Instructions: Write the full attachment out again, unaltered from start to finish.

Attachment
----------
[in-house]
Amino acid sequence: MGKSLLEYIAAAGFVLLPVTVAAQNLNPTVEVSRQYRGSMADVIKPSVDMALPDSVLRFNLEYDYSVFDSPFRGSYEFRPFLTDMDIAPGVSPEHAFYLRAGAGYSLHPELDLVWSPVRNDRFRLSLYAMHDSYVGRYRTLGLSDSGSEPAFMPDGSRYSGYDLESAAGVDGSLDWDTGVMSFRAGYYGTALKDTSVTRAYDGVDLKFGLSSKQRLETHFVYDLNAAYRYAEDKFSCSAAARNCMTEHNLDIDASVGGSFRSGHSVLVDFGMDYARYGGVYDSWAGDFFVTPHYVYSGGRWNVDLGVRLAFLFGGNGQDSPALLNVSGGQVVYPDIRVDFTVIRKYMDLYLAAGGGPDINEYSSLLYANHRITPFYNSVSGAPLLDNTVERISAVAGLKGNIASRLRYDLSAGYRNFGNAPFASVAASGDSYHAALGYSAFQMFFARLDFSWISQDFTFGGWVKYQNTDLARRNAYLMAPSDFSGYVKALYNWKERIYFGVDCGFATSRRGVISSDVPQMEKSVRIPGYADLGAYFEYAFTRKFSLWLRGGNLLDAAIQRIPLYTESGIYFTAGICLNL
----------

[in-house]
Amino acid sequence: MGKSLLEYIAAAGFVLLPVTVAAQNLNPTVEVSRQYRGSMADVIKPSVDMALPDSVLRFNLEYDYSVFDSPFRGSYEFRPFLTDMDIAPGVSPEHAFYLRAGAGYSLHPELDLVWSPVRNDRFRLSLYAMHDSYVGRYRTLGLSDSGSEPAFMPDGSRYSGYDLESAAGVDGSLDWDTGVMSFRAGYYGTALKDTSVTRAYDGVDLKFGLSSKQRLETHFVYDLNAAYRYAEDKFSCSAAARNCMTEHNLDIDASVGGSFRSGHSVLVDFGMDYARYGGVYDSWAGDFFVTPHYVYSGGRWNVDLGVRLAFLFGGNGQDSPALLNVSGGQVVYPDIRVDFTVIRKYMDLYLAAGGGPDINEYSSLLYANHRITPFYNSVSGAPLLDNTVERISAVAGLKGNIASRLRYDLSAGYRNFGNAPFASVAASGDSYHAALGYSAFQMFFARLDFSWISQDFTFGGWVKYQNTDLARRNAYLMAPSDFSGYVKALYNWKERIYFGVDCGFATSRRGVISSDVPQMEKSVRIPGYADLGAYFEYAFTRKFSLWLRGGNLLDAAIQRIPLYTESGIYFTAGICLNL